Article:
Rare chestnut find: 'This tree, it's a survivor'
Conservationists hope to use rare tree to help bring back species wiped out by blight
Dan Brinkman — a self-described tree nerd — knew he'd hit the jackpot when he was told about a certain tree standing in a cattle pasture near Mount Brydges.
To most, the tree looks like any other. But to Brinkman, a stewardship technician with the Lower Thames Valley Conservation Authority, he was pretty certain this was an American chestnut, a species that once thrived in southern Ontario but has been nearly wiped out by blight in the past century.
"You read in the books about how rare it is and how small most of them are, just a sprout coming off a stump, and to find a tree without a spec of blight on it, that's like going for a hike in China and seeing a panda bear cross the path in front of you. It's there, you just don't expect to see that."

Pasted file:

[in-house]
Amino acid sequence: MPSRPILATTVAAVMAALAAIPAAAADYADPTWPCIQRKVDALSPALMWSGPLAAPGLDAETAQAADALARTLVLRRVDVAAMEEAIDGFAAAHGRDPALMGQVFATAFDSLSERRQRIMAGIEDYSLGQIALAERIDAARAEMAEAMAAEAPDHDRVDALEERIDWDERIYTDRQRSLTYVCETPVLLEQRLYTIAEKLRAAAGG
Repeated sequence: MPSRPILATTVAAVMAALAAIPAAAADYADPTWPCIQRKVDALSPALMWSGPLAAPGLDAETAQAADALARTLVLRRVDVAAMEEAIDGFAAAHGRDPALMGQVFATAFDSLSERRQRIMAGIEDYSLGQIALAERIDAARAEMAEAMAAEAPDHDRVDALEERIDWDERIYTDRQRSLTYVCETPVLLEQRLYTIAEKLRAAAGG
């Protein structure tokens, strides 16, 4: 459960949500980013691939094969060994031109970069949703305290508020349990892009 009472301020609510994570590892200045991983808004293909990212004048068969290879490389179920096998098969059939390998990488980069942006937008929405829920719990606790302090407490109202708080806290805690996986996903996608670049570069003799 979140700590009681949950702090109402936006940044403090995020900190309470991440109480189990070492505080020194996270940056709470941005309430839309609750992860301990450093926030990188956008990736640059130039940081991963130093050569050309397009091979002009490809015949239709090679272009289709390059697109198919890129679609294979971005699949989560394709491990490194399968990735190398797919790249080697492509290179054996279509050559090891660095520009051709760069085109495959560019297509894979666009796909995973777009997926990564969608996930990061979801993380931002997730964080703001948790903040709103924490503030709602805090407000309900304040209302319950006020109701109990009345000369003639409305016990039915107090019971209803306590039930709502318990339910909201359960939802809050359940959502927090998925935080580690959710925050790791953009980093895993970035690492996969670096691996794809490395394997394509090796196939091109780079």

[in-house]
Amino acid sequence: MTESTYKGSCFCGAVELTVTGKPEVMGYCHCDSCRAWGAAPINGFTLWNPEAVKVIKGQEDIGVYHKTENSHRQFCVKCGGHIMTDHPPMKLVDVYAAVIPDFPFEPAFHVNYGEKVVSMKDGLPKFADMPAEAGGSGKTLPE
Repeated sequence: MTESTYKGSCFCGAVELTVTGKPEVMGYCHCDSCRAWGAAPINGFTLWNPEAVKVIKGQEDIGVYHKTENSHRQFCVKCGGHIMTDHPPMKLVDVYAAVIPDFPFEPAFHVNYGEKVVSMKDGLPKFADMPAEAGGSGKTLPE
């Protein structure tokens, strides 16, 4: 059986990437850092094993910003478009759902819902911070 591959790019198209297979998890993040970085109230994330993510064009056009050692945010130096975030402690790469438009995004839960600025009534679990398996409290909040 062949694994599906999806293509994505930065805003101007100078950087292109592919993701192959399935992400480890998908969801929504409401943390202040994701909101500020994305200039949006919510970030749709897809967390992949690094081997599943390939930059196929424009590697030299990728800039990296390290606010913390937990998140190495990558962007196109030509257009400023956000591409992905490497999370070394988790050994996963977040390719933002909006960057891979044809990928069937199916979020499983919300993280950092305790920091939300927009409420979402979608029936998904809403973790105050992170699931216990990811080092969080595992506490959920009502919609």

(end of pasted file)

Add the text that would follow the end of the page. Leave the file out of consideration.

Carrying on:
It's believed that up to two million American chestnuts once grew in southern Ontario's Carolinian zone, a stretch of land that covers much of the area from Lake Huron to Lake Erie.
But blight, an insidious tree-killing fungus, has nearly doomed the species. It's believed there are only about 2,000 wild American chestnuts left in Ontario.
Most found are suckers sprouting up from a stump or hybrids mixed with other chestnut species.
But a fully grown chestnut tree about 70 years old and 15 metres (50 feet) tall? That's rare, with only three reported in Middlesex County.
"This tree, it defied the odds," said Brinkman. "It's a survivor."
He contacted the Canadian Chestnut Council, whose members helped him verify this was indeed an American chestnut.
Now, with the permission of the landowner, there are plans to use the tree to grow others.
Because mature American chestnuts don't produce offspring on their own, members of the council will plant blight-resistant seedlings around the tree in hopes it will lead to seed production. They will use those seeds to plant chestnuts at Longwoods Road Conservation Area over the next few years.
"It'll take some time before we get a lot of seed collection. I'd say about eight years. But if we start now we'll reap the benefit later. The more we can help the trees on the way out, we'll be able to buy time for this species."